With the sheer repetition of these songs being played during today’s stressful holiday seasons, will these songs eventually condition us to equate them with long lines, holiday traffic or the dreaded visit from you’re annoying brother-in law? Very doubtful. After all, every generation has their favorite Christmas songs, and with today’s limitless choices and devices to hear them, it’s sure to be a Rockin’ Holiday Season for all generations! My personal favorites are Father Christmas by The Kinks, Greg Lake’s Do You Believe in Father Christmas? and Joan Jett’s Little Drummer Boy. What are yours?

Happy Holidays from all of us here at BurrellesLuce!!

Integrating Online Video Into Your PR Campaigns – Tips from PRSA-NY

Thursday, November 3rd, 2011

Alfred Cox*

Last week, on October 27, 2011, I had the opportunity to connect with industry professionals at the PRSA-NY panel, Successfully Integrating Online Video Into Your PR Campaigns.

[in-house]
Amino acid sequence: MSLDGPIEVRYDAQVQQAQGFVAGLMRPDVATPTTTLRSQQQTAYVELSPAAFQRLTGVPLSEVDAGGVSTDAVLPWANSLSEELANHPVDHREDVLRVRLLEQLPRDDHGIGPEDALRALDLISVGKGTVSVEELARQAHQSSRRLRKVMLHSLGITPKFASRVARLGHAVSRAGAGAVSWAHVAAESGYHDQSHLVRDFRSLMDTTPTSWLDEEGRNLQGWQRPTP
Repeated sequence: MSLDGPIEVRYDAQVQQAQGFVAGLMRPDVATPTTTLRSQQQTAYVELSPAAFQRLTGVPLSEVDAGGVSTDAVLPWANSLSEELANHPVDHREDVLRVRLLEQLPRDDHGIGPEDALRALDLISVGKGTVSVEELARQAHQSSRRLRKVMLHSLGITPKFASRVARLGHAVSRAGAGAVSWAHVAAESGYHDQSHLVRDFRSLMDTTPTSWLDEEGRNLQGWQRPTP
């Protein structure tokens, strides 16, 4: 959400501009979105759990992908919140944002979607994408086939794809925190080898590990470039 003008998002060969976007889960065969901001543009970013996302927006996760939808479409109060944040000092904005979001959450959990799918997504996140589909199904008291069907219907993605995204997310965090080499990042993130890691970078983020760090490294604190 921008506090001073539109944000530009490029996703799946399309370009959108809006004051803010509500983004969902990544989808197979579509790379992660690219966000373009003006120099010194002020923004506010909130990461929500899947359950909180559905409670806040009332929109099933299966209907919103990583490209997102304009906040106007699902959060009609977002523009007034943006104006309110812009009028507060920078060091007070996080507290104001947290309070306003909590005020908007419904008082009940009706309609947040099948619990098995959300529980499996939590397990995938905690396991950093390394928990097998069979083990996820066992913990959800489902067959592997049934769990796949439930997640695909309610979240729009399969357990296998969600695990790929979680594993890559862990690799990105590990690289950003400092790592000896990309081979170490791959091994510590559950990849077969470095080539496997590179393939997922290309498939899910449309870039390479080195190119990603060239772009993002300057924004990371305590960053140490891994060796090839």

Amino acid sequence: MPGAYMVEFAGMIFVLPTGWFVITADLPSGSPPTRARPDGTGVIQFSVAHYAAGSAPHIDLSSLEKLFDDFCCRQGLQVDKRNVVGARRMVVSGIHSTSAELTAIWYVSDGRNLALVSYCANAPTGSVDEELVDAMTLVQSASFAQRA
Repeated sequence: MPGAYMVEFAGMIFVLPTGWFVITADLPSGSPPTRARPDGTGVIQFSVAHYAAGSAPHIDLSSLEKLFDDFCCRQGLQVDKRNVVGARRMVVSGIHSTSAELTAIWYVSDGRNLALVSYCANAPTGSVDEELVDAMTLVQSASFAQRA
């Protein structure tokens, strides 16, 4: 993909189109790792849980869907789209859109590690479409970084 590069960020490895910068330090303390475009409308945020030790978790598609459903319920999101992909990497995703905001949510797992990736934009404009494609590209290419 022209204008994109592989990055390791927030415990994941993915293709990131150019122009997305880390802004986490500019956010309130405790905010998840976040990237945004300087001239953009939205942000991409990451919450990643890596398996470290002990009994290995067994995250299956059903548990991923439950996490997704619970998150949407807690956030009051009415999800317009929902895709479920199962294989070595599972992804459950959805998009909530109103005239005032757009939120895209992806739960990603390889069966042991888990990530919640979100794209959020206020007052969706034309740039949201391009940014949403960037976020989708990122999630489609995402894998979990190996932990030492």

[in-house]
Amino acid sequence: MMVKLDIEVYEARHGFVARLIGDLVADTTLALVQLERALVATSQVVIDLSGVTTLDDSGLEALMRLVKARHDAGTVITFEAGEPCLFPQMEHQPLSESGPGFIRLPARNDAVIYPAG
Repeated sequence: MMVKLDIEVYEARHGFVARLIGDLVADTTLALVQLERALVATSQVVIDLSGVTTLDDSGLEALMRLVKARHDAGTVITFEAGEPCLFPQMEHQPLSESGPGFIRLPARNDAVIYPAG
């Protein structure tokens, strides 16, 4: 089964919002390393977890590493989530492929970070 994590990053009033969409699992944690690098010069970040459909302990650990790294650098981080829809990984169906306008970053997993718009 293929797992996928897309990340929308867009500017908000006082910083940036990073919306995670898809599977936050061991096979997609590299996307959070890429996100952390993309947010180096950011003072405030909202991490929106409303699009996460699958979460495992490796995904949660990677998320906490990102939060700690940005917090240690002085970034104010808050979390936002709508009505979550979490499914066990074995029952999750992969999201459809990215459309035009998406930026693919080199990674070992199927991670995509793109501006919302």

The event featured presentations from Joe D’Amico, PopTent; Jake Finkelstein, Method Savvy; Jonah Minton, Ustream; Mark Rotblat, TubeMogul; Eric Wright, DS Simon; Jim Sulley, newscast US; and Larry Thomas, Latergy.

It was followed by a roundtable Q&A moderated by Jason Winocour, social and digital media practice leader at Hunter Public Relations.

Why Digital Video
Fifty-nine percent of Americans get their news every day from online and a mix of broadcast, radio and print sources. In fact, it is predicted that “by 2015, the demand for online video is expected to grow by 81 percent.”